RIP Stanford Ovshinsky — inventor with an eye on energy and communication

America lost a great Maker last week. Stanford R. Ovshinsky was a self-taught engineer and inventor who held more than 400 patents when he died on October 17th at the age of 90. The name may not be familiar to you, but his work is. Ovshinsky is credited with inventing key technologies behind flat-panel liquid crystal displays that we use to watch TV, work on the Internet, or play with our phones.

He was also the inventor of the nickel-metal hydride battery — a rechargeable battery that now powers everything from laptops to the Prius. Ovshinsky (along with his wife, Iris, who held a Ph.D. in biochemistry and was his research partner for much of his life), began working on improved versions of batteries, solar cells, and other energy technologies beginning in the early 1960s. More than a decade before climate change became a well-established fact, Ovshinsky was concerned about the pollution and political instability that went along with fossil fuels. He spent the rest of his life developing better alternatives.

For a good introduction to how truly groundbreaking Ovshinsky's ideas were, check out a 1978 article from Popular Science, all about his invention of amorphous silicon semiconductors — a technology that today forms the basis behind both thin-film solar panels and smart phone displays. At the time though, it made Ovshinky a controversial figure.

Michigan Public Radio's obituary
A good explanation of the inner workings of nickel-metal hydride batteries
Popular Science's obit (with a link to the 1978 story)

Thanks to Art Myatt for the heads up on this!


  1. Didn’t Ovshinsky lament at one point that he’d foolishly sold the rights to produce his more recent battery technologies to companies that failed to bring them to market effectively?  He was severely disappointed by the whole EV-1 fiasco, too, wasn’t he?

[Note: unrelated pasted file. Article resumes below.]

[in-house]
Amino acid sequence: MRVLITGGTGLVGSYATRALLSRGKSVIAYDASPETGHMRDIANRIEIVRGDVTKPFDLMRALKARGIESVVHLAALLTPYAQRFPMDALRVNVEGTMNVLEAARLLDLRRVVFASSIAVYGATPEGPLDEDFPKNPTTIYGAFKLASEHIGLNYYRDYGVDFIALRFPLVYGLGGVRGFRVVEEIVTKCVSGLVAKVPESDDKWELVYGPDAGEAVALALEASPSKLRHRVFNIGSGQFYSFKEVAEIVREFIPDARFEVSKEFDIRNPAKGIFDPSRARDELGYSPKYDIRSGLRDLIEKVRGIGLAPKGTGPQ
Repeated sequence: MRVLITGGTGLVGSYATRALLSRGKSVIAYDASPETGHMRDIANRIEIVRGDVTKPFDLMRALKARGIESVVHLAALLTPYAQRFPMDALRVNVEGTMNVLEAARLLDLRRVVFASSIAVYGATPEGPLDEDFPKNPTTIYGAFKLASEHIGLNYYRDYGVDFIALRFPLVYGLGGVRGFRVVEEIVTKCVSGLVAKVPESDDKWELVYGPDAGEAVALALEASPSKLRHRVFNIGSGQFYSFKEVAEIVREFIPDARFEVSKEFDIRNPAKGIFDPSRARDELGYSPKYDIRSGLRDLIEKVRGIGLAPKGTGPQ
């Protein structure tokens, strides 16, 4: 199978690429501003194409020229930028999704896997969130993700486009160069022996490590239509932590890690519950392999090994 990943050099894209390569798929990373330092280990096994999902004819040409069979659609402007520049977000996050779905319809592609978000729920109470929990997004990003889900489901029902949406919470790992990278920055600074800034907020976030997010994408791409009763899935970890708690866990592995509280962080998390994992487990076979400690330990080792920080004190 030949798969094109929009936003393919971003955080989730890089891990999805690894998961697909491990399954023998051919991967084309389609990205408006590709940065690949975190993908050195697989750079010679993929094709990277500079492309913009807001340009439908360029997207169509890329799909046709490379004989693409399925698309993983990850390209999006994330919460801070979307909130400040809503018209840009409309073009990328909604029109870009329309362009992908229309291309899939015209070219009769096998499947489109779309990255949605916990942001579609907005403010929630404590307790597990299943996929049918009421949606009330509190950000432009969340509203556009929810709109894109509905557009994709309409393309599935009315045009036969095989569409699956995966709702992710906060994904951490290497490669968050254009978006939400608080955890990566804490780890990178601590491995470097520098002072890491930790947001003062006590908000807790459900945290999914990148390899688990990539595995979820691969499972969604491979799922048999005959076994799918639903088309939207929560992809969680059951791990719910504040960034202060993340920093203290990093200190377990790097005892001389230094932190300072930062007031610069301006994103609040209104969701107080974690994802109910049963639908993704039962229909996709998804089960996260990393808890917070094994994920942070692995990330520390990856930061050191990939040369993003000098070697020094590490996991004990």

1. He went into a deal with a large oil company and they endd up pulling the carpet out from under the whole thIng… My mom actually created the machines that made those batteries.

  2. I read up a bit about his invention because I was once a shareholder of ECD… 

    Imagine before NiMH battery were available, you have to NiCd, and I don’t have to say much about Cadmium. He also invented a type of programmable ROM which uses phase change material that changes resistance with application of heat due to its crystalline structure, it has potential but seems always never quite close to commercial viability.

     Much has also been said about those roll to roll flexible solar cell with steel substrate, again the low efficiency of amorphous silicon cell wasn’t a problem if you can see pass their better performance at higher latitude, often dull cloudy condition, where it does better than polysilicon cell. 

    And yup those Thin Film Transistors you’re starring at right now.

  3. I worked for the company Stan founded, ECD, for about 3 years around the time he “left to pursue other opportunities” (corporate code for “was forced out”). It WAS the ultimate maker paradise. Buildings full of scientific equipment and machine tools. Stan was trained as a  toolmaker and he loved all of that stuff. And, he had an uncanny understanding of the periodic table and the properties of materials. In reality it was all too much to keep control of and so in the end not much of anything got done. Plus, Stan kept making deals with big companies that didn’t have the same passion for the products he did. Often times they just tried to bury it as in Sony and the amorphous CD/DVD technology. The Chevron (Cobasys) NiMH relationship is a study in how two companies can work against one another in a partnership so neither succeeds. I need to write the book but I don’t think I have the heart to relive it all again.

    1. Plus, Stan kept making deals with big companies that didn’t have the same passion for the products he did.

      That’s exactly the impression I got from the outside.  It seemed like he wanted to get the technology into the hands of giant companies that had the capital to mass produce them rapidly, but those companies always turned out to have vested interests that might be harmed by these disruptive new technologies so they never really wanted to push them – once their initial enthusiasm wore off, they’d realize they could just do nothing at all at no risk to their bottom line, since they’d bought the rights to production.  I wonder what would have happened if Ovshinsky had gone with less exclusive licensing arrangements…

Comments are closed.